Once they do, the site will let you know how long until the current fare is expected to change when you’re browsing specific flights. The feature, which uses uses historical flight data to make its predictions, should make surprise price increases at least a little easier to avoid.

For cases when you don’t yet have a specific flight in mind, the service will also now provide “tips” for specific routes.

“Tips can include things like recommendations for alternate airports or dates,” Google Flights product manager Nabil Naghdy writes in a blog post. “You may also see a new tip telling you about an expected price jump based on historic prices for that route.”

Though Google’s flight-tracking service lacks a standalone mobile app, the company is making its mobile site a little easier to use with the ability to keep tabs on saved flights.

Similarly, Google is updating its hotel search with a new “deals” tab that shows discounted rates as well as when there are lower rates as part of a hotel’s loyalty program.

Read more: http://mashable.com/

Google’s new update predicts when businesses are most crowded

-Customers save big at Walmart’s Black Friday shopping event on Thursday, Nov. 26, 2015 in Rogers, Ark.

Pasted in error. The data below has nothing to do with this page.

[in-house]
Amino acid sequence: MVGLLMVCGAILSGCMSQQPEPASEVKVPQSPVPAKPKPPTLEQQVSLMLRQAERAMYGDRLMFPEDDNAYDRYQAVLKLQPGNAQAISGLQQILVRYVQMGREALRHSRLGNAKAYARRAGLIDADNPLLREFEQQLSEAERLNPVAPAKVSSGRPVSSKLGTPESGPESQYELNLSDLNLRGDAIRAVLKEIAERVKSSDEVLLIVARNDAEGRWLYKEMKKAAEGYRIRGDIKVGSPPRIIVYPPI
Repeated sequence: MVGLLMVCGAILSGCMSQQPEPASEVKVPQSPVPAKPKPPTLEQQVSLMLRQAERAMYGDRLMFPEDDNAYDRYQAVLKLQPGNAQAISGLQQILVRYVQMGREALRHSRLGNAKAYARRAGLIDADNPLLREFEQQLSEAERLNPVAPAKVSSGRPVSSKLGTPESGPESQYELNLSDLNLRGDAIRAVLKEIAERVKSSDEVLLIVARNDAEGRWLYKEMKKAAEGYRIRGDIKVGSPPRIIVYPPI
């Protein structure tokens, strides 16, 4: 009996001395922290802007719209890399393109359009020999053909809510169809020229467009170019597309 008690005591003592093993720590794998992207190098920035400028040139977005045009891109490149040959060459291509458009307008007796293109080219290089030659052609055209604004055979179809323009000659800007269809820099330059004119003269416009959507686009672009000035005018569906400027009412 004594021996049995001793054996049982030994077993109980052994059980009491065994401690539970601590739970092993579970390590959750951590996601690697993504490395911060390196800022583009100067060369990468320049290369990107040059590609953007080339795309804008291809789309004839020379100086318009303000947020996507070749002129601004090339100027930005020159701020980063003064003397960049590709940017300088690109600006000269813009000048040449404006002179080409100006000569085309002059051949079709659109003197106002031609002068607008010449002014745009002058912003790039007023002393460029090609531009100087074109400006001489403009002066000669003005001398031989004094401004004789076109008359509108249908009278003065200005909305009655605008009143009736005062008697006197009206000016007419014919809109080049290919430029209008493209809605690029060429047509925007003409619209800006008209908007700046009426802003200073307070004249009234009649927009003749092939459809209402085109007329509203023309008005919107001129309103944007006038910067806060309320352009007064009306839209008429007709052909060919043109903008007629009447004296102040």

Image: Gunnar Rathbun/Invision for Walmart

You may want to check Google before you head out on your next holiday shopping spree.

The company’s latest search feature makes it easier to find out how crowded stores are at any given time.

An extension of Google’s “popular times” update, which shows how crowded restaurants and coffee shops are based on search trends, the new feature will show a real-time estimate for how busy a particular location is.

Search for a store, restaurant or other location and Google will now provide a new “live” view in the popular times section of the location card. Googles predictions are based users location history, which is broken down by time of day.

While the popular times feature shows estimates based on historical trends, the live view uses real-time data to show how busy a particular location is at that moment.

The update also adds details about how long people tend to stay at any given place to help you anticipate how long the crowds will last.

While it’s likely impossible to avoid holiday shopping crowds entirely, Google’s predictions should help you feel a bit more prepared going in.

Monday’s update is also updating results for businesses’ holiday hours to reflect when stores and restaurants have different seasonal hours. It will also add in details for when a department within a particular business like a pharmacy within a grocery store has different hours than the main business.

All of the latest updates are available now in browser-based Google search results as well as in Google Maps on Android and desktop.

BONUS: This is how America’s biggest online shopping day came to be

Read more: http://mashable.com/2016/11/21/google-search-avoid-crowds/